The Council for the Order of Australia should hang its collective head in shame for honouring Margaret Court, a purveyor of bigotry.
MEDIA RELEASE JANUARY 26 2021 ALEPH MELBOURNE DISGUSTED BY AUSTRALIA DAY HONOUR AWARDED TO MARGARET COURT
The Australia Day 2021 Honour bestowed to Margaret Court “for eminent service to tennis as an internationally acclaimed player and record-holding grand slam champion, and as a mentor of young sportspersons” flies in the face of good taste and decency.
As an organisation representing Jewish LGBTIQ+ people we have been doubly impacted by Margaret Court’s incessant demonisation, with her comparison of the work done to protect LGBTIQ+ children to what Adolf Hitler did, and her rabid transphobia and homophobia.
Margaret Court may be capable when it comes to mentoring in tennis, but as a community leader she is a danger to impressionable young people by telling those who are LGBTIQ+ that they are the work of the devil and making them feel bad about themselves.
The Council for the Order of Australia should hang its collective head in shame for honouring a purveyor of bigotry.
Contact Michael Barnett – Co-convenor email@example.com 0417-595-541
To mark the end of Mental Health Week and yesterday’s National Coming Out Day, Marco Fink pens a piece in which she comes out as trans, after realising she is not alone and that support is always available. Marco Fink — October 12, 2014
YESTERDAY, I told the world that I’m a girl.
First, through a conversation with my parents, second by a Facebook post, and now via this article.
I’ve been thinking for a long time about the right way to talk to everyone about something so big. It’s taken me a long time and a lot of figuring out, but I’m ready and I want to be open and honest.
Growing up, everyone always said to “be a man” and others always told me I was a boy. Even though I didn’t always feel as though it really fit or felt right, I went along with it anyway.
As I got older I started to figure things out more. I was probably about 10 or 11 when I discovered the idea of a “transgender” person.
I was pretty freaked out. All the transphobia and horrible stereotypes I saw on TV and in movies had given me a pretty warped idea of what it meant to be trans*, and as an 11-year-old kid it was overwhelming. I hated it.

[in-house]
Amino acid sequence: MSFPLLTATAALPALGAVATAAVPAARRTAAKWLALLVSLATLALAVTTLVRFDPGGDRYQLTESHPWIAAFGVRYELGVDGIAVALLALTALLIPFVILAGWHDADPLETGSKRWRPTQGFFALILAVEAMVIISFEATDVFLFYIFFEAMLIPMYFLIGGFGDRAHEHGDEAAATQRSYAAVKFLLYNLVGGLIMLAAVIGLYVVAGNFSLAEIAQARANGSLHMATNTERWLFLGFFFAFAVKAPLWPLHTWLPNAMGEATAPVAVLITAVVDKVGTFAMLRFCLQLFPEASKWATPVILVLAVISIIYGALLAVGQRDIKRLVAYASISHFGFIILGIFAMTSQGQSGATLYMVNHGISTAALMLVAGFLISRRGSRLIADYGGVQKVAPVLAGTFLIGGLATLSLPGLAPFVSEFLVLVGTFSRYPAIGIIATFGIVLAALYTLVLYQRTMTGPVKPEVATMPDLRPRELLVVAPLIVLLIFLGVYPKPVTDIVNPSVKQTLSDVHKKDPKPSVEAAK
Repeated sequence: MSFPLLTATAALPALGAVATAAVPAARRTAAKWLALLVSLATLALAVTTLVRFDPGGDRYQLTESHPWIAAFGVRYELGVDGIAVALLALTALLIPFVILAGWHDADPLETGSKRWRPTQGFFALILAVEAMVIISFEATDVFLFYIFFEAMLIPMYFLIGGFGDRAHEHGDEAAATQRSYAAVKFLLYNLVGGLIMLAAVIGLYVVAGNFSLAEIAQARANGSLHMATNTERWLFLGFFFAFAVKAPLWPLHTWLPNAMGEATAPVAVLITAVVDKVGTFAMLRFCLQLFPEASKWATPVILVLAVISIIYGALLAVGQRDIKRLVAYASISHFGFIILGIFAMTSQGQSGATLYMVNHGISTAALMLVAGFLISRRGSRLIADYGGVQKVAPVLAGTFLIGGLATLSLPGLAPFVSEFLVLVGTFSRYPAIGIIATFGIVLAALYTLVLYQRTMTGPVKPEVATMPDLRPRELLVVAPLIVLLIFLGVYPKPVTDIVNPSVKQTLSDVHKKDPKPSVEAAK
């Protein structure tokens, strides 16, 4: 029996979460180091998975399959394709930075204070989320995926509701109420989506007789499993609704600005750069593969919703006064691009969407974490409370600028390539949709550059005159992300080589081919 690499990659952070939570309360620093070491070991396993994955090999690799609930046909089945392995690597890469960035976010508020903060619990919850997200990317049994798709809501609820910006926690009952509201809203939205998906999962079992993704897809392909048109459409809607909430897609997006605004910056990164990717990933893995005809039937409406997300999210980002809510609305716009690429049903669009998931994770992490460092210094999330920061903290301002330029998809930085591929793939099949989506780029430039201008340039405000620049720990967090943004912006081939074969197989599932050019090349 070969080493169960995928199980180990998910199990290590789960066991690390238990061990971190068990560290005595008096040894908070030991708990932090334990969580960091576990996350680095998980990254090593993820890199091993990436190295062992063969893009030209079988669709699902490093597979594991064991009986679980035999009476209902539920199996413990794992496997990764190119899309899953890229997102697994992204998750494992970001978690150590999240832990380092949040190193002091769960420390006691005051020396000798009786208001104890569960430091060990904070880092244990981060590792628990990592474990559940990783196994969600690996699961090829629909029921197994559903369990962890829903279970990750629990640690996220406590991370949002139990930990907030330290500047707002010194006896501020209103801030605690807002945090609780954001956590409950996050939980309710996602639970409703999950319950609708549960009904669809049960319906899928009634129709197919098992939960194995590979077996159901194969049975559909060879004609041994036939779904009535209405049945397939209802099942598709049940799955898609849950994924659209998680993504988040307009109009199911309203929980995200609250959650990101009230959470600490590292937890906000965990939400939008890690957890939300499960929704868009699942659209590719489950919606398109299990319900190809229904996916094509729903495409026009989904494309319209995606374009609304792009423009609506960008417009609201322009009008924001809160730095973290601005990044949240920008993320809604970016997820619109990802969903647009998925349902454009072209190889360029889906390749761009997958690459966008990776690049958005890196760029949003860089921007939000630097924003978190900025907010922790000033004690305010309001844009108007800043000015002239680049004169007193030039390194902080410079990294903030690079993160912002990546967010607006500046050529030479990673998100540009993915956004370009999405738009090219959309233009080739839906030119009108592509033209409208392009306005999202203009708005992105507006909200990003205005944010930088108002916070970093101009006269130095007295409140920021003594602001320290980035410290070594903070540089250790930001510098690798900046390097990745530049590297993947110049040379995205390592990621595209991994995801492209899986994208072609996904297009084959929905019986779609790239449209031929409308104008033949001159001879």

I buried my feelings and tried to make myself forget. It was the only way I could cope. I figured denial was easier, pretending I was fine and just forcing myself to power through. My logic was maybe if I ignored it and tried to force myself to “be a man”, maybe eventually I’d just “learn” to be like everyone else.
That didn’t work. Maybe for a few months, even sometimes a year or two, I’d be okay, but it would always come back. I’ve never been able to shake it.
When I was younger, I struggled with depression for many years, and like anyone battling mental health problems, I had some dark and low moments. Then one day one of my friends came out as a trans man. I’d met him through Minus18 a few years back at one of their summer social events. He was a year older than me and a close friend, I really looked up to him.
It was the first time I’d actually knowingly met another trans* person.
All the misconceptions I had about what it meant to be trans started melting away. My friend was still the same nice, kind, funny person as always. The only thing that changed was the name and pronouns we used when talking about him.
Up until that moment I hadn’t been able to accept myself. I had refused to accept myself because that meant admitting I was “different”. I thought it meant being alone. I thought it meant being excluded and mocked. But watching people love and accept my friend for who he was changed everything. It showed me how wrong I was about it all.
It hadn’t even occurred to me that my friends wouldn’t reject me, that society wouldn’t despise me, that my family would maybe even be able to accept me, just like his family did.
For LGBT youth it seems that that’s always the hardest part; feeling alone and isolated. So many people aren’t even aware of just how many other people are out there that can relate and share similar stories.
I found these stories by joining Minus18. It changed my life, and suddenly I was exposed to hundreds of other young people who “just got it”, who could help me through everything, and who would rebuild my confidence.